NIST authenticator assurance level 2 with Microsoft Entra ID

The National Institute of Standards and Technology (NIST) develops technical requirements for US federal agencies implementing identity solutions. Organizations working with federal agencies must meet these requirements.

Before starting authenticator assurance level 2 (AAL2), you can see the following resources:

Permitted AAL2 authenticator types

The following table has authenticator types permitted for AAL2:

Microsoft Entra authentication method NIST authenticator type
Recommended methods
Multi-factor Software Certificate (PIN Protected)
Windows Hello for Business with software Trusted Platform Module (TPM)
Multi-factor crypto software
Hardware protected certificate (smartcard/security key/TPM)
FIDO 2 security key
Windows Hello for Business with hardware TPM
Multi-factor crypto hardware
Microsoft Authenticator app (Passwordless) Multi-factor out-of-band
Additional methods
- Microsoft Authenticator app (Push Notification)
- OR
- Microsoft Authenticator Lite (Push Notification)
- OR
- Phone (SMS)
Memorized secret
Single-factor out-of-band
- OATH hardware tokens (preview)
- OR
- Microsoft Authenticator app (OTP)
- OR
- Microsoft Authenticator Lite (OTP)
- OR
- OATH software tokens
Memorized secret
Single-factor OTP
- Single-factor software certificate
- OR
- Microsoft Entra joined with software TPM
- OR
- Microsoft Entra hybrid joined with software TPM
- OR
- Compliant mobile device
Memorized secret
Single-factor crypto software
- Microsoft Entra joined with hardware TPM
- OR
- Microsoft Entra hybrid joined with hardware TPM
Memorized secret
Single-factor crypto hardware


Today, Microsoft Authenticator by itself is not phishing resistant. To gain protection from external phishing threats when using Microsoft Authenticator you must additionally configure Conditional Access policy requiring a managed device.

AAL2 recommendations

For AAL2, use multi-factor cryptographic hardware or software authenticators. Passwordless authentication eliminates the greatest attack surface (the password), and offers users a streamlined method to authenticate.

For guidance on selecting a passwordless authentication method, see Plan a passwordless authentication deployment in Microsoft Entra ID. See also, Windows Hello for Business deployment guide

FIPS 140 validation

Use the following sections to learn about FIPS 140 validation.

Verifier requirements

Microsoft Entra ID uses the Windows FIPS 140 Level 1 overall validated cryptographic module for authentication cryptographic operations. It's therefore a FIPS 140-compliant verifier required by government agencies.

Authenticator requirements

Government agency cryptographic authenticators are validated for FIPS 140 Level 1 overall. This requirement isn't for non-governmental agencies. The following Microsoft Entra authenticators meet the requirement when running on Windows in a FIPS 140-approved mode:

  • Password

  • Microsoft Entra joined with software or with hardware TPM

  • Microsoft Entra hybrid joined with software or with hardware TPM

  • Windows Hello for Business with software or with hardware TPM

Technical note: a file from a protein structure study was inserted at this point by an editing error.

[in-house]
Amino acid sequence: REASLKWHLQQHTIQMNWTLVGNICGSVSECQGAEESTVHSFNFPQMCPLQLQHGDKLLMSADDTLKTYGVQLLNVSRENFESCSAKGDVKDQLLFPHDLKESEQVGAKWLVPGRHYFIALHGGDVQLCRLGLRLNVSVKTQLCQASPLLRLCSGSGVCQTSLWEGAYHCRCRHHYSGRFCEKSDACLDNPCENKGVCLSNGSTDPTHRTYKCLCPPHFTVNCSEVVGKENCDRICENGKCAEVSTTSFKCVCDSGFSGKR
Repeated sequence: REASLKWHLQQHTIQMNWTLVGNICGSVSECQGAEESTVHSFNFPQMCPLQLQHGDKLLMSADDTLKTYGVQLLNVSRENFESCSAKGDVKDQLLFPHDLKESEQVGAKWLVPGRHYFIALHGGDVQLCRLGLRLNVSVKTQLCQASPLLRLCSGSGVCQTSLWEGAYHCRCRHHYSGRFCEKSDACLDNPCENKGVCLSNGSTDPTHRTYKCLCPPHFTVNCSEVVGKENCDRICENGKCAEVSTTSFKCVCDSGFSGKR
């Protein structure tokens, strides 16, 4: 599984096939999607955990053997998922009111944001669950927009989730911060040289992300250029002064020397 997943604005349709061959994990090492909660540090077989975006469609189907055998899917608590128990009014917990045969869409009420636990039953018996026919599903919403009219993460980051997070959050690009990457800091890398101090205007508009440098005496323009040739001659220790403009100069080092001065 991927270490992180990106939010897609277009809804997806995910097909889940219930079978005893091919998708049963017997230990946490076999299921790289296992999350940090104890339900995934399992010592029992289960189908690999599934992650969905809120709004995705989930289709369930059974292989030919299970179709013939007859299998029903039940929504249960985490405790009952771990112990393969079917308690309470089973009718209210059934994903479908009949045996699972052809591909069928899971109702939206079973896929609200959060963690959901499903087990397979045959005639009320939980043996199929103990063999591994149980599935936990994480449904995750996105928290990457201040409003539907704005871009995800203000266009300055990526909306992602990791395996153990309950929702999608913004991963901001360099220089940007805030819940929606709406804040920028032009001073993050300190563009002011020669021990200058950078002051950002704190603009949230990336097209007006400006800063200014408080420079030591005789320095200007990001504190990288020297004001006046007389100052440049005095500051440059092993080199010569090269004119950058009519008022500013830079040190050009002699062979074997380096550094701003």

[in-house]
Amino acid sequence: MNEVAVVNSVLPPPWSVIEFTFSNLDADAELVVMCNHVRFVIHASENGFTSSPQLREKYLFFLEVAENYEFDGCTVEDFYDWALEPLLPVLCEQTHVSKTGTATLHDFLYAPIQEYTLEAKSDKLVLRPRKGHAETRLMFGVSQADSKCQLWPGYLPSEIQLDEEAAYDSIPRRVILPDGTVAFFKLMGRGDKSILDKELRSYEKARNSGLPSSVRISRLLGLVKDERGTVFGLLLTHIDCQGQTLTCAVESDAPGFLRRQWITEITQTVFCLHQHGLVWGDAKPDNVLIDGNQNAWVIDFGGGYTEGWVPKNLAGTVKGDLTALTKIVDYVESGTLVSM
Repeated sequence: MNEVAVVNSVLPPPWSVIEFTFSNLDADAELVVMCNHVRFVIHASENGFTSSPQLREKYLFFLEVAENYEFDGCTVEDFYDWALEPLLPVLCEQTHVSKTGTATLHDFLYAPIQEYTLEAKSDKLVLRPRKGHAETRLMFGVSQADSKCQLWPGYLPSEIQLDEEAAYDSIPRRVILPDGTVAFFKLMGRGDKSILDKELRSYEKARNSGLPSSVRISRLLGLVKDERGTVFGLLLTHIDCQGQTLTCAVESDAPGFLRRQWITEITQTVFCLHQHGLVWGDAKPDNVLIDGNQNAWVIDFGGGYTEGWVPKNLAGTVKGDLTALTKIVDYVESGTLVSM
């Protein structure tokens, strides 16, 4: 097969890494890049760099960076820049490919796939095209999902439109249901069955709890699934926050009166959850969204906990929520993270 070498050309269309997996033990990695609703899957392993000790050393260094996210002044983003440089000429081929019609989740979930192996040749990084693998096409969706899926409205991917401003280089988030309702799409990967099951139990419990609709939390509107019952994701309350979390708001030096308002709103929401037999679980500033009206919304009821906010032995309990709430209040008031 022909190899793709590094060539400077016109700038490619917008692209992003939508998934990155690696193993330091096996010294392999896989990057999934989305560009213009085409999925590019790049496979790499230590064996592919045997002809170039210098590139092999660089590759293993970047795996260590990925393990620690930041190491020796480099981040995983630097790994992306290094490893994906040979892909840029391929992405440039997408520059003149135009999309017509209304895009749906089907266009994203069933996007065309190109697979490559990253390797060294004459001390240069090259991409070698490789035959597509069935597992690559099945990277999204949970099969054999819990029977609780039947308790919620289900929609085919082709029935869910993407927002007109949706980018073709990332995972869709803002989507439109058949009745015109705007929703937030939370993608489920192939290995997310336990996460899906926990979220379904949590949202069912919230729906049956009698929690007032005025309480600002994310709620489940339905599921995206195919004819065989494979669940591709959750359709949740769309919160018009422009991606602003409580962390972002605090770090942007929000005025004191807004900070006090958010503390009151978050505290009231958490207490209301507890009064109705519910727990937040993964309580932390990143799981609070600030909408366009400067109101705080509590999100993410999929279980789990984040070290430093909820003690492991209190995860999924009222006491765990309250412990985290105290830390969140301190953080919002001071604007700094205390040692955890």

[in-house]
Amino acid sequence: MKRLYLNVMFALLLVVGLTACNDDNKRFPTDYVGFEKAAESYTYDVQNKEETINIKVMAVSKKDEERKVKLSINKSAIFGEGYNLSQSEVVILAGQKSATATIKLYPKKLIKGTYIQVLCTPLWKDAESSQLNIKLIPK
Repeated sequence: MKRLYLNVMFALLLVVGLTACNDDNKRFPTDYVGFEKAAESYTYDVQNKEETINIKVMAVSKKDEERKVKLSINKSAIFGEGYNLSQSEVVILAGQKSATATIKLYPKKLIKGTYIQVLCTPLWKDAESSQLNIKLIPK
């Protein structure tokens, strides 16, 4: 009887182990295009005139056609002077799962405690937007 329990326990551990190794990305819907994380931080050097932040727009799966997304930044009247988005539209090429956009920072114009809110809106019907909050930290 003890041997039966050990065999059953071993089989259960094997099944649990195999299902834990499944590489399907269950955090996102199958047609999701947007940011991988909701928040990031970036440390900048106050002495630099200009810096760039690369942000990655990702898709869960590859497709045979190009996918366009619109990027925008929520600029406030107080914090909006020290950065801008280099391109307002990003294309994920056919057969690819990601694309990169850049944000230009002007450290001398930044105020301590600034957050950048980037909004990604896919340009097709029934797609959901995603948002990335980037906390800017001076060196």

• Certificate stored in software or hardware (smartcard/security key/TPM)

Microsoft Authenticator app on both iOS and Android is FIPS 140 compliant. For more information on the FIPS validated cryptographic modules used by Microsoft Authenticator See Microsoft Authenticator app

For OATH hardware tokens and smartcards we recommend you consult with your provider for current FIPS validation status.

FIDO 2 security key providers are in various stages of FIPS certification. We recommend you review the list of supported FIDO 2 key vendors. Consult with your provider for current FIPS validation status.


For AAL2, the NIST requirement is reauthentication every 12 hours, regardless of user activity. Reauthentication is required after a period of inactivity of 30 minutes or longer. Because the session secret is something you have, presenting something you know, or are, is required.

To meet the requirement for reauthentication, regardless of user activity, Microsoft recommends configuring user sign-in frequency to 12 hours.

With NIST you can use compensating controls to confirm subscriber presence:

  • Set session inactivity time out to 30 minutes: Lock the device at the operating system level with Microsoft System Center Configuration Manager, group policy objects (GPOs), or Intune. For the subscriber to unlock it, require local authentication.

  • Time out regardless of activity: Run a scheduled task (Configuration Manager, GPO, or Intune) to lock the machine after 12 hours, regardless of activity.

Man-in-the-middle resistance

Communications between the claimant and Microsoft Entra ID are over an authenticated, protected channel. This configuration provides resistance to man-in-the-middle (MitM) attacks and satisfies the MitM resistance requirements for AAL1, AAL2, and AAL3.

Replay resistance

Microsoft Entra authentication methods at AAL2 use nonce or challenges. The methods resist replay attacks because the verifier detects replayed authentication transactions. Such transactions won't contain needed nonce or timeliness data.

Next steps

NIST overview

Learn about AALs

Authentication basics

NIST authenticator types

Achieve NIST AAL1 with Microsoft Entra ID

Achieve NIST AAL2 with Microsoft Entra ID

Achieve NIST AAL3 with Microsoft Entra ID